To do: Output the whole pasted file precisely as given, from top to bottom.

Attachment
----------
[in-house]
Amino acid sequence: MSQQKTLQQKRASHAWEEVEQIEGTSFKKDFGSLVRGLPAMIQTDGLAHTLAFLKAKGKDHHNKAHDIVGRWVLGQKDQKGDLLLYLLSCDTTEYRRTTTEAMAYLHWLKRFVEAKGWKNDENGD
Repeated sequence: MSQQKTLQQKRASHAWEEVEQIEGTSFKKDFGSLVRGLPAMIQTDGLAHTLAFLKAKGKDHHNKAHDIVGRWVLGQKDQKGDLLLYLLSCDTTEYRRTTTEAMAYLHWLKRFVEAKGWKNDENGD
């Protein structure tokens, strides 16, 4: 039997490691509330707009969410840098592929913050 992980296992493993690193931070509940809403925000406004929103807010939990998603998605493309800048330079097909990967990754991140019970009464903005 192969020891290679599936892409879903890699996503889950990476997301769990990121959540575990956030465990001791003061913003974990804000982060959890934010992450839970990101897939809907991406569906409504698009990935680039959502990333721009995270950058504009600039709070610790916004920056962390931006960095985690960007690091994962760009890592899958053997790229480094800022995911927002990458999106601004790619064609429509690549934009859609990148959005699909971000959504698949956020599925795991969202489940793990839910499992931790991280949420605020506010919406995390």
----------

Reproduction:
[in-house]
Amino acid sequence: MSQQKTLQQKRASHAWEEVEQIEGTSFKKDFGSLVRGLPAMIQTDGLAHTLAFLKAKGKDHHNKAHDIVGRWVLGQKDQKGDLLLYLLSCDTTEYRRTTTEAMAYLHWLKRFVEAKGWKNDENGD
Repeated sequence: MSQQKTLQQKRASHAWEEVEQIEGTSFKKDFGSLVRGLPAMIQTDGLAHTLAFLKAKGKDHHNKAHDIVGRWVLGQKDQKGDLLLYLLSCDTTEYRRTTTEAMAYLHWLKRFVEAKGWKNDENGD
């Protein structure tokens, strides 16, 4: 039997490691509330707009969410840098592929913050 992980296992493993690193931070509940809403925000406004929103807010939990998603998605493309800048330079097909990967990754991140019970009464903005 192969020891290679599936892409879903890699996503889950990476997301769990990121959540575990956030465990001791003061913003974990804000982060959890934010992450839970990101897939809907991406569906409504698009990935680039959502990333721009995270950058504009600039709070610790916004920056962390931006960095985690960007690091994962760009890592899958053997790229480094800022995911927002990458999106601004790619064609429509690549934009859609990148959005699909971000959504698949956020599925795991969202489940793990839910499992931790991280949420605020506010919406995390």